Based on your previous comment, it appears that your question is about philosophy, not physics. It is like asking if I know (and only know) that a number's decimal expansion starts with 3.141592653589793, is that (abstract) number a fixed number? Or is that number simultaneously the equivalence class of all numbers with that initial decimal expansion? –  Willie Wong Jun 7 '12 at 10:34
    
In some sense, your question is similar to the question which drove the formulation (and adoption) of Occam's Razor as a meta-scientific principle. –  Willie Wong Jun 7 '12 at 10:40

1 Answer 1

up vote 2 down vote accepted

For two manifolds related by a mirror symmetry, all the predictions are the same if it is IIA strings on one vs. IIB strings on the other--- the two ideas, compactify IIA on M or compactify IIB on mirror-of-M are identical, and the two manifold/string-theory pairs may not be distinguished in any way--- there is no difference between them, they are the exact same theory in two different languages. It is not meaningful to ask which is right.

But IIA theory on M is not the same as IIA theory on the mirror. The easiest way to understand this is using a circle, where mirror symmetry is T-duality, and the mirror symmetry is just the generalization of this to the general Calabi Yau which is mathematically most interesting, because it tells you that the IIA string spectrum on one manifold is equal to the IIB string spectrum on the other.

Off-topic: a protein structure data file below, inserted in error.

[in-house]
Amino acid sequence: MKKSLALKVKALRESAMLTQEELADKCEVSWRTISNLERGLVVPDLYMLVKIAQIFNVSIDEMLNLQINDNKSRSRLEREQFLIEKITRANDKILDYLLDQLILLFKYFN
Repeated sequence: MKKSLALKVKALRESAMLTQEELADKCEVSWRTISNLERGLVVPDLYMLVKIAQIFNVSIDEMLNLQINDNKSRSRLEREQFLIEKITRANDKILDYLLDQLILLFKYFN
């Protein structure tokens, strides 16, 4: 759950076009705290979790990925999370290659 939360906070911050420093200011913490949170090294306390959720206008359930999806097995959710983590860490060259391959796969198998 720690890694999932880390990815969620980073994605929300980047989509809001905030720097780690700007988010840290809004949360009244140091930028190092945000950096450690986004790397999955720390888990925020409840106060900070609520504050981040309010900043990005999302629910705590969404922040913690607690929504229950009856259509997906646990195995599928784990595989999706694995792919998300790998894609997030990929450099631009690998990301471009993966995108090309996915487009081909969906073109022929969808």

The identity of T-duality (known already to Schwarz and collaborators in the 1980s) means that there is no difference really between IIA and IIB theory, they are the same theory with a different geometrical language for the microscopic degrees of freedom. The duality is fascinating, but whenever one geometry becomes large and classical (decompactified), the dual description becomes remote and super-quantum (sub-planckian). So generally, you know which description you should be using.

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Thanks. (But you don't touch the second question here right? Namely if or how one or both of the manifolds are found in the classical limit as the classical geometry.) –  NikolajK Jun 7 '12 at 23:25
    
@NickKidman: The problem is that neither is found, because the geometry is only defined by probing with string stuff. The geometry is secondary, it is only defined to the extent that the probes you have in the string theory allow you to smell it. If you consider yourself probing with type IIA probes, like 0 branes, you will find a IIA geometry. If you probe with type IIB probes, like D1 branes, you will find the other geometry. Both geometries are only well defined at weak coupling where the strings are perturbative, different probes see different things because they are mutually nonlocal. –  Ron Maimon Jun 8 '12 at 1:52